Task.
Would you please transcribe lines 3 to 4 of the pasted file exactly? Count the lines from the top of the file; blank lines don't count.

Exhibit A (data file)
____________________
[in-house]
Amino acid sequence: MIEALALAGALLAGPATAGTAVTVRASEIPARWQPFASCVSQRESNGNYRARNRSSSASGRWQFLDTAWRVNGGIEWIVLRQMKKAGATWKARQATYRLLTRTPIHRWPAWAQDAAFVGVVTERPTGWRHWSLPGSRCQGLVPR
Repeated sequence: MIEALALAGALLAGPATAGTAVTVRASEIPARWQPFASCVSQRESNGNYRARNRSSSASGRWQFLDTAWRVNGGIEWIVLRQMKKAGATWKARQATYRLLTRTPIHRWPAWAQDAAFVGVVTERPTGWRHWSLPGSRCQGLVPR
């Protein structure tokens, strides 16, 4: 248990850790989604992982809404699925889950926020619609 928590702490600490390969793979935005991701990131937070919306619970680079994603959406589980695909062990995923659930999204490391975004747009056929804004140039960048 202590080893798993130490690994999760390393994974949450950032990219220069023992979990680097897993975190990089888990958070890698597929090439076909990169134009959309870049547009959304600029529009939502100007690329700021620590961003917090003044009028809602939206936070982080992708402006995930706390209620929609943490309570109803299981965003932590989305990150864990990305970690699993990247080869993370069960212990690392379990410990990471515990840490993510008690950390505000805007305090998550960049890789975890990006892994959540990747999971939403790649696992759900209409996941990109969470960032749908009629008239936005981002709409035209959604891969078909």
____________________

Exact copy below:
Repeated sequence: MIEALALAGALLAGPATAGTAVTVRASEIPARWQPFASCVSQRESNGNYRARNRSSSASGRWQFLDTAWRVNGGIEWIVLRQMKKAGATWKARQATYRLLTRTPIHRWPAWAQDAAFVGVVTERPTGWRHWSLPGSRCQGLVPR
């Protein structure tokens, strides 16, 4: 248990850790989604992982809404699925889950926020619609 928590702490600490390969793979935005991701990131937070919306619970680079994603959406589980695909062990995923659930999204490391975004747009056929804004140039960048 202590080893798993130490690994999760390393994974949450950032990219220069023992979990680097897993975190990089888990958070890698597929090439076909990169134009959309870049547009959304600029529009939502100007690329700021620590961003917090003044009028809602939206936070982080992708402006995930706390209620929609943490309570109803299981965003932590989305990150864990990305970690699993990247080869993370069960212990690392379990410990990471515990840490993510008690950390505000805007305090998550960049890789975890990006892994959540990747999971939403790649696992759900209409996941990109969470960032749908009629008239936005981002709409035209959604891969078909």